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The gaming privilege in Nev. Rev. Stat. 463.120(6), which was enacted in 2017 through Senate Bill 376 and protects certain information and data provided to the gaming authorities, applies prospectively only and does not apply to any request made before the effective date of this act. The district court applied the gaming privilege to deny a motion to compel discovery. The information was requested through discovery before the effective date of section 463.120(6) but the motion to compel was filed after that date. The Supreme Court held that the district court erred because (1) the pertinent inquiry for determining whether the gaming privilege applied to the information was the date of the initial discovery request seeking that information and not the date the requesting party sought an order from the court to compel the opposing party to comply with that discovery request; and (2) the discovery requests were made before section 463.120(6) became effective, and therefore, the statute did not apply to the information sought by those discovery requests. View "Okada v. Eighth Judicial District Court" on Justia Law

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At issue was whether untimely service of a petition for judicial review on the Attorney General mandates dismissal of the petition. The Supreme Court held (1) while service of a petition for judicial review on the Attorney General under Nev. Rev. Stat. 233B.130(2)(c)(1) is mandatory and jurisdictional and must be effected within the statutorily prescribed forty-five-day period, that time period can be extended when good cause is shown under section 233B.130(5); (2) the district court may exercise its authority to extend the forty-five-day period either before or after the service period has run; and (3) because the district court in this case did not determine whether good cause to extend the time to serve the Attorney General existed before declining to consider Appellant’s motion to extend the time for service, this matter must be remanded for such a determination. View "Heat & Frost Insulators and Allied Workers Local 16 v. Labor Commissioner" on Justia Law

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The Nevada Supreme Court affirmed the district court's denial of defendant's postconviction petition for a writ of habeas corpus. The court held that the filing of a bar complaint does not create a per se conflict of interest that rises to the level of a violation of the Sixth Amendment, and defendant did not assert that the filing of the bar complaint adversely affected his counsel's behavior or caused his counsel to defend him less diligently, and thus he did not present a conflict-of-interest claim that would entitle him to relief. Therefore, the district court did not err by denying defendant's claim without conducting an evidentiary hearing. View "Jefferson v. Nevada" on Justia Law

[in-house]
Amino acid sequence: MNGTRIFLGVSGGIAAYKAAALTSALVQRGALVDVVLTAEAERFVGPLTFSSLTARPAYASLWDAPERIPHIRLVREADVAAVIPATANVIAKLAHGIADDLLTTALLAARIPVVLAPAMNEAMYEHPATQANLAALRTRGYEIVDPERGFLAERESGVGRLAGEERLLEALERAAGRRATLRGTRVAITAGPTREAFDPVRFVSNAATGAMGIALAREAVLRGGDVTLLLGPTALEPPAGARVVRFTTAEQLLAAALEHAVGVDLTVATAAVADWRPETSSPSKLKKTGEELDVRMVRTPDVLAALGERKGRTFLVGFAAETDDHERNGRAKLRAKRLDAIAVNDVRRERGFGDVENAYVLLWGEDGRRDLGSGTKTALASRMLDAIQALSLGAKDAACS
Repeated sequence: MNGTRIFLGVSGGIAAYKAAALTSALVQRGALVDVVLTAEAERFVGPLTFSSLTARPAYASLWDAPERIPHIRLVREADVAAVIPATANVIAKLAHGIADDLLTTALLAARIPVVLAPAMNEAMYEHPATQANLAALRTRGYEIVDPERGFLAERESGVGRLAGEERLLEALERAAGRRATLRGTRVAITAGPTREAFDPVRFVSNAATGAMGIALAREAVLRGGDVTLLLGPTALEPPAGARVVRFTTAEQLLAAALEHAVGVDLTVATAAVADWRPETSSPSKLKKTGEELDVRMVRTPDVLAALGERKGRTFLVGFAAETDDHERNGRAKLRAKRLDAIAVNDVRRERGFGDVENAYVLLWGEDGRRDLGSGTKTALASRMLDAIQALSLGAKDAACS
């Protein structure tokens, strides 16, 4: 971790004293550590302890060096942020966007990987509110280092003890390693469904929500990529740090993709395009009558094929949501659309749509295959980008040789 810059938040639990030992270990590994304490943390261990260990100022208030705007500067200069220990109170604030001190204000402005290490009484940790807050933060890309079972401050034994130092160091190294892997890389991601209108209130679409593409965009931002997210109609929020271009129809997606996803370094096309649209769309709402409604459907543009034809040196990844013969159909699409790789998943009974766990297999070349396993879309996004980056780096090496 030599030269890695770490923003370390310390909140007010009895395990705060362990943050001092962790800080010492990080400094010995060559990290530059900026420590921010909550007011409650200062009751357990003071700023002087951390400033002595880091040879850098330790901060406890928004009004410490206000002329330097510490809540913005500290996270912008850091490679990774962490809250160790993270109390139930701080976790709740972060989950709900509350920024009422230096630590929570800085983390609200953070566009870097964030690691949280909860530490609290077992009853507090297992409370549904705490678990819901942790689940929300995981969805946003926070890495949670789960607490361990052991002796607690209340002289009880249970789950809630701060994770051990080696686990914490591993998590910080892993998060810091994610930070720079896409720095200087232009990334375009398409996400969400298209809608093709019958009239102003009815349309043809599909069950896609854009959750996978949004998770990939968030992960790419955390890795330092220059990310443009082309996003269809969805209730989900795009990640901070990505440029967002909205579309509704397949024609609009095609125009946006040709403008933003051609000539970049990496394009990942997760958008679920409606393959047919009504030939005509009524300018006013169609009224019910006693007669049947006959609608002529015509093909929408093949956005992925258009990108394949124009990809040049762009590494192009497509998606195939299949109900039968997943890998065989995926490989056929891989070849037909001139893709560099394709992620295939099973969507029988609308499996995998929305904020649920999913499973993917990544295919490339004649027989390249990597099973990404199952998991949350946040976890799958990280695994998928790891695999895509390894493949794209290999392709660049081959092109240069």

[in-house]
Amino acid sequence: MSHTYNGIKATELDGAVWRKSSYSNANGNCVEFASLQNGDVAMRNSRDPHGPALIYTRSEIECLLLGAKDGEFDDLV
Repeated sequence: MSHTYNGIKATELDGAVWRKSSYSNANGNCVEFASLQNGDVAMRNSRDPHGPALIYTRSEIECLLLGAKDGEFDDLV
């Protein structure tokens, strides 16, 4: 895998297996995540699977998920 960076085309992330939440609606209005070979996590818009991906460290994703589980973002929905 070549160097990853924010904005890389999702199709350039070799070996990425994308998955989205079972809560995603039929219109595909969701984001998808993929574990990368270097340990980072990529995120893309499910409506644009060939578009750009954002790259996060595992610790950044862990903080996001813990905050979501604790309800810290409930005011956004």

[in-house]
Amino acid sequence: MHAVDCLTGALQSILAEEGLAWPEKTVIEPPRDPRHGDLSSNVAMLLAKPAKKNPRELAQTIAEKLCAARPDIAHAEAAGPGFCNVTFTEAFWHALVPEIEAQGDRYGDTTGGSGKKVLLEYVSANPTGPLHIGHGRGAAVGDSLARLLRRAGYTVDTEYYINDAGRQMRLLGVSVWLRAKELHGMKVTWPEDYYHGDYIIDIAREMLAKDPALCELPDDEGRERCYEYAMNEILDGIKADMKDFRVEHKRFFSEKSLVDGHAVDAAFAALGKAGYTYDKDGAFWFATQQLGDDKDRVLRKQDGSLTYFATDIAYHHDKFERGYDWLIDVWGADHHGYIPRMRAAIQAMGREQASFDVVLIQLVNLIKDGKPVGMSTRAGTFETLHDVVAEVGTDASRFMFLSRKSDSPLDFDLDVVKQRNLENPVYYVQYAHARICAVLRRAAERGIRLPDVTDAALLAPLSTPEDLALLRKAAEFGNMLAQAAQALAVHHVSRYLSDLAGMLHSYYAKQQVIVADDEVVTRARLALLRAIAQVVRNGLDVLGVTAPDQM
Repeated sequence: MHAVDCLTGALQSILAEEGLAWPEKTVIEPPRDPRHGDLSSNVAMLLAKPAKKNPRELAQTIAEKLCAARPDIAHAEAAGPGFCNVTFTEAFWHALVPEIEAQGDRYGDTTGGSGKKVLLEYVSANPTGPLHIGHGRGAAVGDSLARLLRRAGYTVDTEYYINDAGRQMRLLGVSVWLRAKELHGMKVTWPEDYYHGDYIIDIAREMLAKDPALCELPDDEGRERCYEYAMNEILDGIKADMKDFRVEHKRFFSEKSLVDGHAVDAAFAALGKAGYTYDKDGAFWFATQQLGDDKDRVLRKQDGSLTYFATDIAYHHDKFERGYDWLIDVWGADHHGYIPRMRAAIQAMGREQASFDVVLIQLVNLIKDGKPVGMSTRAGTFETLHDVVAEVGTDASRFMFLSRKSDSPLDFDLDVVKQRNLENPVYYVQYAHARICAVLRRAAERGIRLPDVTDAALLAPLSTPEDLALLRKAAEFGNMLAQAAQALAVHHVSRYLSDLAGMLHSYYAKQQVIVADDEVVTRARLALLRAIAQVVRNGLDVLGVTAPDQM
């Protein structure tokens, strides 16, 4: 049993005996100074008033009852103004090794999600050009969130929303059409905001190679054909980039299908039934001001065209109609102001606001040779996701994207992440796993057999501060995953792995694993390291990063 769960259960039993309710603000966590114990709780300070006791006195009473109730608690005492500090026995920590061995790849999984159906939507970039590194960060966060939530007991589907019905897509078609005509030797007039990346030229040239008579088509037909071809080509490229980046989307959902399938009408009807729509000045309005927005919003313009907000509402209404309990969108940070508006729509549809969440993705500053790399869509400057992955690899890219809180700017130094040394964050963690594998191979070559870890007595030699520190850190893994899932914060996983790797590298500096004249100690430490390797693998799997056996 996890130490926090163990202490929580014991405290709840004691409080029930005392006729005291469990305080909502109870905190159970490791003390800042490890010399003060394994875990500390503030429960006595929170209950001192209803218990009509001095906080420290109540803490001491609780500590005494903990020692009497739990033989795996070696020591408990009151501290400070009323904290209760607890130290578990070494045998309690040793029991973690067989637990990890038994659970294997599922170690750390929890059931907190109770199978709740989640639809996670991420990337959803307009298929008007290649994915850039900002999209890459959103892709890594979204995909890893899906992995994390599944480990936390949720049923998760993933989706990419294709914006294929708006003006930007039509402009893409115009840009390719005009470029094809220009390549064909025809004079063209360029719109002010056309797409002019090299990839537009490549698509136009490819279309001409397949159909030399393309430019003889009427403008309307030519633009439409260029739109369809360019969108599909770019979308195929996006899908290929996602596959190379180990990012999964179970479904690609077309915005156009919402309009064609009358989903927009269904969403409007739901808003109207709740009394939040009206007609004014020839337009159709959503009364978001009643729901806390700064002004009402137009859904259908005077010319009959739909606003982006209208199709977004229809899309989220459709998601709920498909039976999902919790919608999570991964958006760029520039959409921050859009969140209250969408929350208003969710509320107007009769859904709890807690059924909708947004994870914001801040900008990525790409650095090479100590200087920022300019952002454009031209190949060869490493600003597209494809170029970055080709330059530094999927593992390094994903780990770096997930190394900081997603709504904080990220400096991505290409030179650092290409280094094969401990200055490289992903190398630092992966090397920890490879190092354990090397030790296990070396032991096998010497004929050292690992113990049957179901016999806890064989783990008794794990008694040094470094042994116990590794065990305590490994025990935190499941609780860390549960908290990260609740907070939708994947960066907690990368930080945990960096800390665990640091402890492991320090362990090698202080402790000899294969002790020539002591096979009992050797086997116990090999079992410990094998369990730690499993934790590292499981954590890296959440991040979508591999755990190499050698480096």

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The Nevada Supreme Court affirmed the district court's order revoking probation and an amended judgment of conviction. The court held that in an appeal taken from an amended judgment of conviction, the appellant may only raise challenges that arise from the amendments made to the original judgment of conviction. In this case, defendant did not challenge the amendments made to his original judgment of conviction. View "Jackson v. State" on Justia Law

Posted in: Criminal Law

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The Nevada Supreme Court denied a petition for writ of mandamus and/or prohibition arising from a denial of a motion to dismiss in a foreclosure deficiency action. In this case, petitioners moved to dismiss the underlying case on the ground that it was time-barred by Utah's antideficiency statute. The court addressed the application of the antideficiency statutes in previous cases and held these cases provided that, in a deficiency action where the parties have an enforceable choice-of-law provision, before the district court applies the antideficiency statute from the parties' chosen jurisdiction, the court must first determine whether that statute, by its terms, has extraterritorial reach. Here, the court clarified that, if a party seeks to apply another jurisdiction's antideficiency statute to a Nevada deficiency action, and the courts of that jurisdiction have addressed the statute's extraterritorial application, the court will follow that jurisdiction's determination regarding this issue rather than independently construe the antideficiency statute to assess whether it can be applied extraterritorially. In this case, because the Utah Supreme Court already determined that Utah's antideficiency statute did not apply extraterritorially, that decision controlled. Therefore, the district court properly denied the motion to dismiss. View "Soro v. The Eighth Judicial District Court" on Justia Law